- List of Contributors
- The Self and the Good Life
- Nationalism and Patriotism
- The Making of the Modern Metropolis
- The Other
- Freedom and Human Emancipation
- Work and Labour
- Suffering In Theology and Modern European Thought
- Nihilism and Theology: Who Stands at the Door?
- War and Peace
- Radical Philosophy and Political Theology
- Beauty and Sublimity
- Time and History
- The Metaphysics of Modernity
- The Bible
- Divine Providence
Abstract and Keywords
Phenomenology is a descriptive empiricism that seeks to describe human experience in all of its various modes. It is an epistemology that seeks to understand the nature and limits of human understanding; or rather, it is a series of diverse accounts of what human knowledge is and can be. Hegel and Husserl are two exemplars of the Cartesian quest for certainty, either on a foundationalist model (Husserl) or a holistic model (Hegel). Post-Husserlian phenomenology is a series of departures from Husserl that represent various ways of making the transition to postmodern philosophy. This chapter examines the contributions of Heidegger, Gadamer, Ricoeur, Lévinas, and Marion, with particular focus on how phenomenology impacts the question of God.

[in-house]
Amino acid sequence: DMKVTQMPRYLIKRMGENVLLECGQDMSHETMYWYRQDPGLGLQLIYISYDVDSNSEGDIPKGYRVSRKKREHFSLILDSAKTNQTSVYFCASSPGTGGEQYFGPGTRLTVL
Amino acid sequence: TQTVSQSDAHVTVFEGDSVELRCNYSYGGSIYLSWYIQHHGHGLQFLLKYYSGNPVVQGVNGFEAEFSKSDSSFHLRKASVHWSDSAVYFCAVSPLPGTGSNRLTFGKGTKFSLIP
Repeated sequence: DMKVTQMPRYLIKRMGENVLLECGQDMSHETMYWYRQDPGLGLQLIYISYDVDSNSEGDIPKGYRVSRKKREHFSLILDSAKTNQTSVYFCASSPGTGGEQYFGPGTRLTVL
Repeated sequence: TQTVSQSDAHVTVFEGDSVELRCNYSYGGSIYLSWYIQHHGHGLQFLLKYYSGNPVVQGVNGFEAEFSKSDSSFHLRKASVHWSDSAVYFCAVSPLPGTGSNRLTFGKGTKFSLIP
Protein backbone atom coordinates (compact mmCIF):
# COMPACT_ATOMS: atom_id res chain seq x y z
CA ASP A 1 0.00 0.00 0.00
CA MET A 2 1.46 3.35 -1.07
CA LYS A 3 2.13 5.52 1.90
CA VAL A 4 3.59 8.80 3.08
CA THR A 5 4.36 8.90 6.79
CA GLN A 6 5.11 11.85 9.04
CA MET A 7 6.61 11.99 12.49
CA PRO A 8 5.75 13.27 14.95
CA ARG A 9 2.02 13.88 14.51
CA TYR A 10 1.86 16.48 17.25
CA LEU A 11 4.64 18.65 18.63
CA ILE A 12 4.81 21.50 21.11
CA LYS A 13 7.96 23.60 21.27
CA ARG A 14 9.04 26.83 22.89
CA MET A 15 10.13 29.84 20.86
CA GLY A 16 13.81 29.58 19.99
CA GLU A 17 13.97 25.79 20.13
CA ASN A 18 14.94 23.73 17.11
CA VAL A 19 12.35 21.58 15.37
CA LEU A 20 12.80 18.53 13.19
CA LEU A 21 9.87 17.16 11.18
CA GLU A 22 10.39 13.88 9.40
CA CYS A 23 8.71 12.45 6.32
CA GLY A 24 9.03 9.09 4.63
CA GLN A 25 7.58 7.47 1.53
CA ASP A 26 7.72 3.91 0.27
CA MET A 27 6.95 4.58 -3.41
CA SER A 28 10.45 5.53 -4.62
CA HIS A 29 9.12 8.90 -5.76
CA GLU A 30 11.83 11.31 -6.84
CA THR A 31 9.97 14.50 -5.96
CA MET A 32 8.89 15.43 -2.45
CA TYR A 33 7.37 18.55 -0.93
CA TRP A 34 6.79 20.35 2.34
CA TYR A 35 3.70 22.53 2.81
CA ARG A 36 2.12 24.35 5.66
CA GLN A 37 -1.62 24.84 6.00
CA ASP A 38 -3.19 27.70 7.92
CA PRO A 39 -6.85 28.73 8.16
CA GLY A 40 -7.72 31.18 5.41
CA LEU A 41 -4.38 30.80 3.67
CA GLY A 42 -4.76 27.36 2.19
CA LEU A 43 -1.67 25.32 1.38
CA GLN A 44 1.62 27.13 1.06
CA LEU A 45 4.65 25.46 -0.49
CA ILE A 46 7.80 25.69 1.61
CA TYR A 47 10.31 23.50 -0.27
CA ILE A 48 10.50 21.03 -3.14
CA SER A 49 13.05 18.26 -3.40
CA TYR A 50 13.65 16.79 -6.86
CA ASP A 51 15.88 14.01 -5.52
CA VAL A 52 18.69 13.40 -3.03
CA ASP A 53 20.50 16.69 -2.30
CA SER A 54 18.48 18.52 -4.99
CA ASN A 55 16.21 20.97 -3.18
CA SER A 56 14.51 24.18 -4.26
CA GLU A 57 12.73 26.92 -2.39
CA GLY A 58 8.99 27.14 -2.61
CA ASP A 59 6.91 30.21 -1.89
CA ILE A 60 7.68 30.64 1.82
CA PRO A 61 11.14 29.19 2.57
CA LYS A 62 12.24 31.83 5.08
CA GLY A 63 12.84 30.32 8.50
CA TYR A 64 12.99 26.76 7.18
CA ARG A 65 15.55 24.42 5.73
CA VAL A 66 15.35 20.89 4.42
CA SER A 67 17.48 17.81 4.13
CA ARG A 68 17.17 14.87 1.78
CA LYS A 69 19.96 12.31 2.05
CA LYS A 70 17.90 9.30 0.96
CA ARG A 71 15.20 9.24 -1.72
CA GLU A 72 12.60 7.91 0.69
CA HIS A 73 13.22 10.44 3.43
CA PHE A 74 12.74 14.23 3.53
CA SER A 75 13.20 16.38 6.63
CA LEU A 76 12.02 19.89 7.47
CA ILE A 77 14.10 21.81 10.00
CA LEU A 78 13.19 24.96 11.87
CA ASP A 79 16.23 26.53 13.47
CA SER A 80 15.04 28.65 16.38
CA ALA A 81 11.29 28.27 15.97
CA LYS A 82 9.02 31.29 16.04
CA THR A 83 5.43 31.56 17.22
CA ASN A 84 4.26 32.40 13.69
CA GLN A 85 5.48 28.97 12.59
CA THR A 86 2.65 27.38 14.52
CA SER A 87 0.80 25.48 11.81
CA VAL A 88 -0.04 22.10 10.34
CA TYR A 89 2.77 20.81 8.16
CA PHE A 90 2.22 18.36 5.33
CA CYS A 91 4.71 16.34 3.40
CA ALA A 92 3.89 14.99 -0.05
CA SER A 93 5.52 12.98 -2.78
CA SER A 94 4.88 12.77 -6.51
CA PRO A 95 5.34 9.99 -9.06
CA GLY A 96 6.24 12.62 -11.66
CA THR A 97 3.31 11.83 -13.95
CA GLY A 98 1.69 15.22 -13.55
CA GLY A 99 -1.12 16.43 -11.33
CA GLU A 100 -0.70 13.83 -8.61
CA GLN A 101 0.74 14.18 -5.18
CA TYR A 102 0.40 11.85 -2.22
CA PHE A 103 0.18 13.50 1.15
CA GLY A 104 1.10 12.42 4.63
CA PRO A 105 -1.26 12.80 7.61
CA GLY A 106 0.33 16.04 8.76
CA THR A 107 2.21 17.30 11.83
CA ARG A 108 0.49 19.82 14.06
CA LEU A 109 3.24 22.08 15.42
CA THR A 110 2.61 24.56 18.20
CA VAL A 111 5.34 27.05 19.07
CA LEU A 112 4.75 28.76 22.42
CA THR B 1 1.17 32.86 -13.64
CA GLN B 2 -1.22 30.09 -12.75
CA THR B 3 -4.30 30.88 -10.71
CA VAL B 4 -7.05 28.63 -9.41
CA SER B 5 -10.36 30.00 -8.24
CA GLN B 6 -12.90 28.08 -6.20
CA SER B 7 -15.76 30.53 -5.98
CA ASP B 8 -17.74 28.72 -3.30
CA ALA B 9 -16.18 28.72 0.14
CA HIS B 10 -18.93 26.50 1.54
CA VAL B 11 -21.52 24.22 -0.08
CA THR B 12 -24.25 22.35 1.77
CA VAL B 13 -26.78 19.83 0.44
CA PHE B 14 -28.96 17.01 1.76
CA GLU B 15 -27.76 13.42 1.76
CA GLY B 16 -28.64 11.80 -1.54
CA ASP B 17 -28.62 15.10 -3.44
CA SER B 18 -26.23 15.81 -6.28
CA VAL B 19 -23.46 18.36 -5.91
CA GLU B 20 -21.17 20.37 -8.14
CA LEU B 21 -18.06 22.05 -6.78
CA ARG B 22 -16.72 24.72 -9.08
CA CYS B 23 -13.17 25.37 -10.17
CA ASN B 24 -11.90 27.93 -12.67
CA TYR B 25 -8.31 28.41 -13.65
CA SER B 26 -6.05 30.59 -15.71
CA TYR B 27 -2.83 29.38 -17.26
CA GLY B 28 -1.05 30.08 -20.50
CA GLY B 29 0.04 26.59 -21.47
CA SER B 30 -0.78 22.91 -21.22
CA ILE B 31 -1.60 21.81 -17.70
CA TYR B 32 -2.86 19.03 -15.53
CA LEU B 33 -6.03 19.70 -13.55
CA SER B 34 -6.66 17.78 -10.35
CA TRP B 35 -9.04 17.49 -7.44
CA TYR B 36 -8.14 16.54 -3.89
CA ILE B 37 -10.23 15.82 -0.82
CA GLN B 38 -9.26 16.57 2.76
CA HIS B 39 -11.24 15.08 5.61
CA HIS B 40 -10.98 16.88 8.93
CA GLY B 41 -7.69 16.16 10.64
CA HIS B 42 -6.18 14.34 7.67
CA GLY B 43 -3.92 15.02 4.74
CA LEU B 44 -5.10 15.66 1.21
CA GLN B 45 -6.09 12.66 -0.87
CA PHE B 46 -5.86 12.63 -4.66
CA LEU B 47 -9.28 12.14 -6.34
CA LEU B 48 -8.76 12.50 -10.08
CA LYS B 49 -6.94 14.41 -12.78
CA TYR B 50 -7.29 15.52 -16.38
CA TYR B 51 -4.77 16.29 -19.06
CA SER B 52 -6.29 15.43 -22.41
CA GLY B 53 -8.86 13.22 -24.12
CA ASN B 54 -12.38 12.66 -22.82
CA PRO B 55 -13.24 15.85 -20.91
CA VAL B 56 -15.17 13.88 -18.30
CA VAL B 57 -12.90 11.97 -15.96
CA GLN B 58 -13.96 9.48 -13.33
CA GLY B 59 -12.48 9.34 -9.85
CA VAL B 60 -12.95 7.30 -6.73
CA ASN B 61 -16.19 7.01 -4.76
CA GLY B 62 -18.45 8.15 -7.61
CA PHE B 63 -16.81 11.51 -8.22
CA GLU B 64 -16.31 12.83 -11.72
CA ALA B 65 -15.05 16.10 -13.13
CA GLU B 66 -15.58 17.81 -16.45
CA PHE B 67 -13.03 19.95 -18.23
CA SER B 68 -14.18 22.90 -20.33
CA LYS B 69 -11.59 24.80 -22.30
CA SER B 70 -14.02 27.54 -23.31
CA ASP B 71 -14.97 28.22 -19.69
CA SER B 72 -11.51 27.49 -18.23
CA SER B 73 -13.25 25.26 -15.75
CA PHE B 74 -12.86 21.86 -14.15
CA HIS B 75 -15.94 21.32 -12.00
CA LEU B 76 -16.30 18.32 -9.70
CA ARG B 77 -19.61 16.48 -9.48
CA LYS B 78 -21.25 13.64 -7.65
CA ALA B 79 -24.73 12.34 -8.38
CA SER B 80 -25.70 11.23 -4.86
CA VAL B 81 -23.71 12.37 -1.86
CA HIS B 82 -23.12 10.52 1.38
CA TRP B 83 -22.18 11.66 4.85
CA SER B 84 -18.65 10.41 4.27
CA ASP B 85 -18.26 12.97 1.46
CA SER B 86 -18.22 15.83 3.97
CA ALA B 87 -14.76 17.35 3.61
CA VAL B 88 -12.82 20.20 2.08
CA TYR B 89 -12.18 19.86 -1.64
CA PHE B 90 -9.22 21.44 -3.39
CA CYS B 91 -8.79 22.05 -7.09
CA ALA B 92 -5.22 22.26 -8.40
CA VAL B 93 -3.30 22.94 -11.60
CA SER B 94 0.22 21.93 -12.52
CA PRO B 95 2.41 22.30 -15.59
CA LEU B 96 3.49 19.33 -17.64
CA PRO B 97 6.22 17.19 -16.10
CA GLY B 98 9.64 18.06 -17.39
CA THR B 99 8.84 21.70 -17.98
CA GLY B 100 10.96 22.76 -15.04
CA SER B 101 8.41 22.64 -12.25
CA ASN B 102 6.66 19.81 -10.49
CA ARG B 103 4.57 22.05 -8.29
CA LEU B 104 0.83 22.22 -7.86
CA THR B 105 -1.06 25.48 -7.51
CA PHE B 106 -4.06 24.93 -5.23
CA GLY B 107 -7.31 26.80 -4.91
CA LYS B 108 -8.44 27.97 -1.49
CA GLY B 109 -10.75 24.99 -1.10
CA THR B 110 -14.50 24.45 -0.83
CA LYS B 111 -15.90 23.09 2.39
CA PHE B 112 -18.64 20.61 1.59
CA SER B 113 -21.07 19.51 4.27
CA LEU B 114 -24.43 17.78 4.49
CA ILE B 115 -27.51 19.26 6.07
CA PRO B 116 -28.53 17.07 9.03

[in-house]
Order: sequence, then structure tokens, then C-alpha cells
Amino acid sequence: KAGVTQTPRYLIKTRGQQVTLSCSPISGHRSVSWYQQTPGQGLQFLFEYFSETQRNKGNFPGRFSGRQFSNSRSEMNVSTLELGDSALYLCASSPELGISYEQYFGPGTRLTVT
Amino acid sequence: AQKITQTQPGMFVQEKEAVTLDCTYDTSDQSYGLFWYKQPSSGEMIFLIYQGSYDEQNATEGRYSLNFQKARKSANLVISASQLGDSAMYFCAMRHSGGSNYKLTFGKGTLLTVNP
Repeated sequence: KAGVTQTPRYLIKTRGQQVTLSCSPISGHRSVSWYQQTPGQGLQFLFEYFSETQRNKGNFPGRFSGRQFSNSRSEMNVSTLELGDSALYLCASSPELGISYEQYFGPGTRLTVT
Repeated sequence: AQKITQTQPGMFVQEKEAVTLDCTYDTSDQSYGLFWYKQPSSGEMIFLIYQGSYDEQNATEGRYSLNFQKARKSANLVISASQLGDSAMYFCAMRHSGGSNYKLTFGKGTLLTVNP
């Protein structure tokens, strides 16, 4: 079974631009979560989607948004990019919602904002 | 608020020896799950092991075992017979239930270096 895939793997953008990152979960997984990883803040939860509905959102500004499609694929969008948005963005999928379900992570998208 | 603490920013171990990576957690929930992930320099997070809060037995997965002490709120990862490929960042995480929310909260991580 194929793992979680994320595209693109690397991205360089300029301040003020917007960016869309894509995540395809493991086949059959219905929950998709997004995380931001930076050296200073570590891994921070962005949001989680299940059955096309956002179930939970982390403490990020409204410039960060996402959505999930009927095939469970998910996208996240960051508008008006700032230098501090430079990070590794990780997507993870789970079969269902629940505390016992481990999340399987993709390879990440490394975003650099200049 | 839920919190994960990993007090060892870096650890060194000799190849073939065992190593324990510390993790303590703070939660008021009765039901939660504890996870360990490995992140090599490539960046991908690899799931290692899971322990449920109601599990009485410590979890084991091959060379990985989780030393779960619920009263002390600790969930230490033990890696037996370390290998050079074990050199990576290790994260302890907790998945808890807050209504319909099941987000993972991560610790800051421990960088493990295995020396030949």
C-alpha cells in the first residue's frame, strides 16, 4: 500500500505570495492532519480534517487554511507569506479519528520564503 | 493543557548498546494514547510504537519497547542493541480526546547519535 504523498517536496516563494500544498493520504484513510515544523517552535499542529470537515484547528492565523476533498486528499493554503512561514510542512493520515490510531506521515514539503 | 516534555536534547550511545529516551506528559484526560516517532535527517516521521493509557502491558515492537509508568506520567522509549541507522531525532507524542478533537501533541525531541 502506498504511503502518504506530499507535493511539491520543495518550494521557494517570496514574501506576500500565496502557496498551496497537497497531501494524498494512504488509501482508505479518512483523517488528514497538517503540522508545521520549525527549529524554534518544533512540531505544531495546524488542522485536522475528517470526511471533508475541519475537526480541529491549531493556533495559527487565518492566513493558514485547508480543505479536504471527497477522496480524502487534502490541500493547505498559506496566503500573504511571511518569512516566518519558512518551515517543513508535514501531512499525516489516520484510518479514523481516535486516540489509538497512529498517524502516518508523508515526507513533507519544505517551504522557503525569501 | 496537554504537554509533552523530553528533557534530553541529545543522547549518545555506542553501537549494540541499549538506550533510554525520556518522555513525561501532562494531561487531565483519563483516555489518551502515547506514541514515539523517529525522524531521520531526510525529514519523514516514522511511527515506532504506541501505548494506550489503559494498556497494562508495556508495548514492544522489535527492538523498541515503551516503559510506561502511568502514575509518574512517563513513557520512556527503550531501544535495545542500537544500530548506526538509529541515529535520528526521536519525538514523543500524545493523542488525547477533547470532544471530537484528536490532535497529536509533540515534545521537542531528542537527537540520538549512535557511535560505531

Merold Westphal is the Distinguished Professor of Philosophy Emeritus at Fordham University; Adjunct Professor at Australian Catholic University; and Guest Professor at Wuhan University, China. He is the author of two books on Hegel and two on Kierkegaard, he also works on continental philosophy of religion in the contexts of existentialism, phenomenology, hermeneutics, ideology critique, and deconstruction. Recent books include Suspicion and Faith: The Religious Uses of Modern Atheism (Fordham University Press, 1998), Overcoming Onto-theology: Toward a Postmodern Christian Faith (Fordham, 2001), Transcendence and Self-Transcendence: On God and the Soul (Indiana University Press, 2004), Levinas and Kierkegaard in Dialogue (Indiana, 2008), and Whose Community? Which Interpretation? Philosophical Hermeneutics for the Church (Baker Academic, 2009).
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